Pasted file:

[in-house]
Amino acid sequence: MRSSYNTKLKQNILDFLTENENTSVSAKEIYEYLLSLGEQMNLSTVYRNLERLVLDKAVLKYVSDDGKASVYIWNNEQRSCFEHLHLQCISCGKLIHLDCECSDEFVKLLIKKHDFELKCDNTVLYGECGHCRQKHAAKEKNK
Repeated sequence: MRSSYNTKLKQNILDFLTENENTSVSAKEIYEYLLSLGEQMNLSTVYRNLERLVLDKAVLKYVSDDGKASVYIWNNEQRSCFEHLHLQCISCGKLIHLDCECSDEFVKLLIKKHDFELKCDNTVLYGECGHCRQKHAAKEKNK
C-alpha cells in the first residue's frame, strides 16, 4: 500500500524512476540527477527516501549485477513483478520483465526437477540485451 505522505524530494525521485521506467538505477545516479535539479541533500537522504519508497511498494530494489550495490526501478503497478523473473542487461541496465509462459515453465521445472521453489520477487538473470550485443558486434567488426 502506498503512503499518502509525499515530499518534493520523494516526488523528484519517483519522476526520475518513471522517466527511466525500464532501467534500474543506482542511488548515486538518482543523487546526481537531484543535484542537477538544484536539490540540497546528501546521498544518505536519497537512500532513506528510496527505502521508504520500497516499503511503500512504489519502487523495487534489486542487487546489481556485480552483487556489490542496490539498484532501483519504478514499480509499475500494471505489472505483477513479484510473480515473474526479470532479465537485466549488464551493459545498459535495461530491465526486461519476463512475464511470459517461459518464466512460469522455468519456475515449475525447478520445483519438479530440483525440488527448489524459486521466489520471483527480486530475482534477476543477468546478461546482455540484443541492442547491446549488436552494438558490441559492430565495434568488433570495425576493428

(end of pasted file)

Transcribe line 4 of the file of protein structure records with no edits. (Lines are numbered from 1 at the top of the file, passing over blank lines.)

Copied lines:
C-alpha cells in the first residue's frame, strides 16, 4: 500500500524512476540527477527516501549485477513483478520483465526437477540485451 505522505524530494525521485521506467538505477545516479535539479541533500537522504519508497511498494530494489550495490526501478503497478523473473542487461541496465509462459515453465521445472521453489520477487538473470550485443558486434567488426 502506498503512503499518502509525499515530499518534493520523494516526488523528484519517483519522476526520475518513471522517466527511466525500464532501467534500474543506482542511488548515486538518482543523487546526481537531484543535484542537477538544484536539490540540497546528501546521498544518505536519497537512500532513506528510496527505502521508504520500497516499503511503500512504489519502487523495487534489486542487487546489481556485480552483487556489490542496490539498484532501483519504478514499480509499475500494471505489472505483477513479484510473480515473474526479470532479465537485466549488464551493459545498459535495461530491465526486461519476463512475464511470459517461459518464466512460469522455468519456475515449475525447478520445483519438479530440483525440488527448489524459486521466489520471483527480486530475482534477476543477468546478461546482455540484443541492442547491446549488436552494438558490441559492430565495434568488433570495425576493428